Intracranial physiological calcifications evaluated with cone beam CT

ArticleinDentomaxillofacial Radiology 41(8) · July 2012with 156 Reads
DOI: 10.1259/dmfr/33077422 · Source: PubMed
Abstract
Objectives: The purpose of this study was to evaluate cone beam CT (CBCT) scans for the presence of physiological and pathological intracranial calcifications. Methods: CBCT scans from male and female patients that met our ascertainment criteria were evaluated retrospectively (n=500) for the presence of either physiological or pathological intracranial calcifications. Results: Out of the 500 patients evaluated, 176 had evidence of intracranial physiological calcification (35.2% prevalence), and none had evidence of pathological calcification. There was a 3:2 male-to-female ratio and no ethnic predilection; the ages of affected patients ranged from 13 years to 82 years with a mean age of 52 years. The majority of calcifications appeared in the pineal/habenular region (80%), with some also appearing in the choroid plexus region bilaterally (12%), and a smaller subset appearing in the petroclinoid ligament region bilaterally (8%). Conclusions: Intracranial physiological calcifications can be a common finding on CBCT scans, whereas pathological intracranial calcifications are rare.

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  • ... Further, we hypothesize that calcification of CP causes fibrosis. An increase in the plasma concentration of Ca leads to the calcification of soft tissues (Bender 2009), and intracranial physiological calcification frequently occurs (approximately 35.2%) in adults (Sedghizadeh et al. 2012). Further, majority of physiological calcification occurs in a region occupying 12%-66.2% of CP (Daghighi et al. 2007;Sedghizadeh et al. 2012). ...
    ... An increase in the plasma concentration of Ca leads to the calcification of soft tissues (Bender 2009), and intracranial physiological calcification frequently occurs (approximately 35.2%) in adults (Sedghizadeh et al. 2012). Further, majority of physiological calcification occurs in a region occupying 12%-66.2% of CP (Daghighi et al. 2007;Sedghizadeh et al. 2012). We show here that CPC (which is considered as the physiological calcification) was independent of the calcification markers including Ca, vitamin D, and PTH. ...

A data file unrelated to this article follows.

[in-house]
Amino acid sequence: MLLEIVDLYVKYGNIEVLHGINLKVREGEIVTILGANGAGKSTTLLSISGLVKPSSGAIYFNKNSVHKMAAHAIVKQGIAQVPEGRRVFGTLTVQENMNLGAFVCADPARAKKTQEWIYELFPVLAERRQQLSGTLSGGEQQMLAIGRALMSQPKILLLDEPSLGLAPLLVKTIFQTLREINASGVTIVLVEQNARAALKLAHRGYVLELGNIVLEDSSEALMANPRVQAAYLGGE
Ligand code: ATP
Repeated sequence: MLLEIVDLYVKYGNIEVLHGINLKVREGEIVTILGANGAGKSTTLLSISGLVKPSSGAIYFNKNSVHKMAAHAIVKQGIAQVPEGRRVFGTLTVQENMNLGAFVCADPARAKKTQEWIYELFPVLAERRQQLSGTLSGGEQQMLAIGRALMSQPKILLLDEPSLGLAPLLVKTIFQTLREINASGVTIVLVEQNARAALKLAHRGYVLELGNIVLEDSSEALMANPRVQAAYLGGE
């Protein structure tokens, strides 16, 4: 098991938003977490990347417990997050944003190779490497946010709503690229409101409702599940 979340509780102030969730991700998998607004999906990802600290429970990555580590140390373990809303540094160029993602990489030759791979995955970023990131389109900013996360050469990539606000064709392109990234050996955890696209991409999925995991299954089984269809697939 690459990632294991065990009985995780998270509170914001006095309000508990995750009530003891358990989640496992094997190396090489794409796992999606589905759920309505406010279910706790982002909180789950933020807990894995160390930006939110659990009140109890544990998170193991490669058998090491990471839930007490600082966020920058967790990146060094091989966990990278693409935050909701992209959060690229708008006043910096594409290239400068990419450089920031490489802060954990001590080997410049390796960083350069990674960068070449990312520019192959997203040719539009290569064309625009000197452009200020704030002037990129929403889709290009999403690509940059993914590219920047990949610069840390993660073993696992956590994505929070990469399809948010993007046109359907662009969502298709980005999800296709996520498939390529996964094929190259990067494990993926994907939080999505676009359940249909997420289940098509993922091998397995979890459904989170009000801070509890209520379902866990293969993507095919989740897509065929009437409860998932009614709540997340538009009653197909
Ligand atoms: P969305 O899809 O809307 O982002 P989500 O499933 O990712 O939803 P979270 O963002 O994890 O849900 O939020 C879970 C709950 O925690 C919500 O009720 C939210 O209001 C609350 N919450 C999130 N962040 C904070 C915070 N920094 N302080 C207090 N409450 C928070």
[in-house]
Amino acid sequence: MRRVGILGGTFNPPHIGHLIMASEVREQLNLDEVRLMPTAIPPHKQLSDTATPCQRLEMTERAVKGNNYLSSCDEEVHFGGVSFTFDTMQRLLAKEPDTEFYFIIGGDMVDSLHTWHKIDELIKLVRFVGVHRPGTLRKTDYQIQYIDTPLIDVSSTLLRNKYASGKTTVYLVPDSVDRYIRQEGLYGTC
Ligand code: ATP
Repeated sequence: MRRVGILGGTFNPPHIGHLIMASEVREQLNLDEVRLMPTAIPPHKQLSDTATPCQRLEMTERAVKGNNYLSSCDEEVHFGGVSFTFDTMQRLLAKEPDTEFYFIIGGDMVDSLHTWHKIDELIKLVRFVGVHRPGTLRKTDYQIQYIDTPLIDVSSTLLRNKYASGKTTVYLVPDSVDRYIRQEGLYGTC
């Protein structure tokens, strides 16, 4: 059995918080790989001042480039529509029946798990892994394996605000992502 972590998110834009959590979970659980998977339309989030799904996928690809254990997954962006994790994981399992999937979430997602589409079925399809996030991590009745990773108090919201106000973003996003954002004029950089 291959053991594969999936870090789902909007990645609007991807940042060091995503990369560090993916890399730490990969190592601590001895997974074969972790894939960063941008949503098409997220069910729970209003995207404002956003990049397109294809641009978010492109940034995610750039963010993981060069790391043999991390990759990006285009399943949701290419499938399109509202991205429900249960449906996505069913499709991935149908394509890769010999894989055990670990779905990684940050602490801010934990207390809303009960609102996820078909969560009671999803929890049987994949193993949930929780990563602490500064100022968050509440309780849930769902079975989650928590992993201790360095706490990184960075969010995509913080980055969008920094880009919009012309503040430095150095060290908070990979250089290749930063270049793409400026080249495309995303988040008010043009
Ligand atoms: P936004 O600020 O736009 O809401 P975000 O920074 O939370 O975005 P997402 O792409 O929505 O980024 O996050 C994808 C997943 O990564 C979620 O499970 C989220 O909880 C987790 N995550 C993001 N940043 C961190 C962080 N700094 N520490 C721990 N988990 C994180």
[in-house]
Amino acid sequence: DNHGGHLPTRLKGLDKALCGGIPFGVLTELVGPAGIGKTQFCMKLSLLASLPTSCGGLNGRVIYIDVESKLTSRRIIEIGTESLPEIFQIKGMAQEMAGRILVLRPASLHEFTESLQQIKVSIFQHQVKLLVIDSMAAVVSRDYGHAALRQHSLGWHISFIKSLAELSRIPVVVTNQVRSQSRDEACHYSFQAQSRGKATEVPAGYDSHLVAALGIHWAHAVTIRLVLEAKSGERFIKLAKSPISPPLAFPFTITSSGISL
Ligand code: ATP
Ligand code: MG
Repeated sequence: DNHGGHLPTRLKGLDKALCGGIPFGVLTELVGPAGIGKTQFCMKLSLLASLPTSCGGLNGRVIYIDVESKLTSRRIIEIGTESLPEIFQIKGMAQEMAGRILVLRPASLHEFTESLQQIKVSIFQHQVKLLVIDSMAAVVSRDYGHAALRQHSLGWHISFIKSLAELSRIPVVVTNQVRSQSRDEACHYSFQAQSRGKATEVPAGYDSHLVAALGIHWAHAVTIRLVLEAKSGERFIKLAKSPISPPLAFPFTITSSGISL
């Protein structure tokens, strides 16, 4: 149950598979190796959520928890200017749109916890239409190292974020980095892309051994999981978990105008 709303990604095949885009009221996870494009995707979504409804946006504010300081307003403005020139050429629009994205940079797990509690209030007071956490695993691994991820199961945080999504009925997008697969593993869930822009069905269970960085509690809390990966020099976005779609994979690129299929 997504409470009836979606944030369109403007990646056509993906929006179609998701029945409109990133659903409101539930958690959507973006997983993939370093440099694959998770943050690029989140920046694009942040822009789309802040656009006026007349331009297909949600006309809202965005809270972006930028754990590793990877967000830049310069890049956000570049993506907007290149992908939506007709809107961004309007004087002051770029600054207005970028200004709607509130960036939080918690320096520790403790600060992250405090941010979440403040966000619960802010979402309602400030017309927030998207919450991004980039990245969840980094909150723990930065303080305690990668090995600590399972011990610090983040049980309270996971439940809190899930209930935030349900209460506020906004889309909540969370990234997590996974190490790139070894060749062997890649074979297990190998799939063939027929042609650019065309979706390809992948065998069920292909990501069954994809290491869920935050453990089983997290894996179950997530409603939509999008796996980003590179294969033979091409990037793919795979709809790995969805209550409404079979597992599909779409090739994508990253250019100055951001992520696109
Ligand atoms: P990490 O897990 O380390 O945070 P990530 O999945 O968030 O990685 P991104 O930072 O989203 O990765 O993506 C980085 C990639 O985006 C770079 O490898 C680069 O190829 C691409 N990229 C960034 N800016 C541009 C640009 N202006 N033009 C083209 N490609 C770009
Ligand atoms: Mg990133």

... Further, we hypothesize that calcification of CP causes fibrosis. An increase in the plasma concentration of Ca leads to the calcification of soft tissues ( Bender 2009), and intracranial physiological calcification frequently occurs (approximately 35.2%) in adults ( Sedghizadeh et al. 2012). Further, majority of physiological calcification occurs in a region occupying 12%-66.2% of CP ( Daghighi et al. 2007;Sedghizadeh et al. 2012). ...
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    The choroid plexus (CP) performs multiple functions such as secretion and reabsorption. CP also acts as the blood-cerebrospinal fluid barrier. Prolidase plays an important role in collagen metabolism by degrading imidodipeptides, in which proline or hydroxyproline residue is located at the C-terminal end. Serum prolidase activity (SPA) may reflect the degree of fibrosis and inflammation. Choroid plexus calcification (CPC) is considered as the physiological calcification of the brain, and CPC is diagnosed by the presence of calcification in the anatomical region on computed tomography (CT). Here, CPC and non-calcified CP were defined by Hounsfield Units (HU) values of > 150 and < 50, respectively. We aimed to measure SPA in subjects with CPC and those with non-calcified CP. This study included 89 subjects who were admitted to the neurology clinic and underwent CT: 44 subjects with CPC and 45 subjects with non-calcified CP. The neurological examination of all subjects was normal; namely, the subjects with CPC were asymptomatic. The SPA level was significantly higher in the CPC group than that in the non-calcified CP group (p < 0.002), and there was a significant positive correlation between vitamin D and SPA levels in the CPC group. In contrast, the vitamin D and parathyroid hormone levels were higher in the CPC group, but the difference was not statically significant (p > 0.05). These findings indicate that SPA is a biomarker for CPC that may be predictive of future brain disease.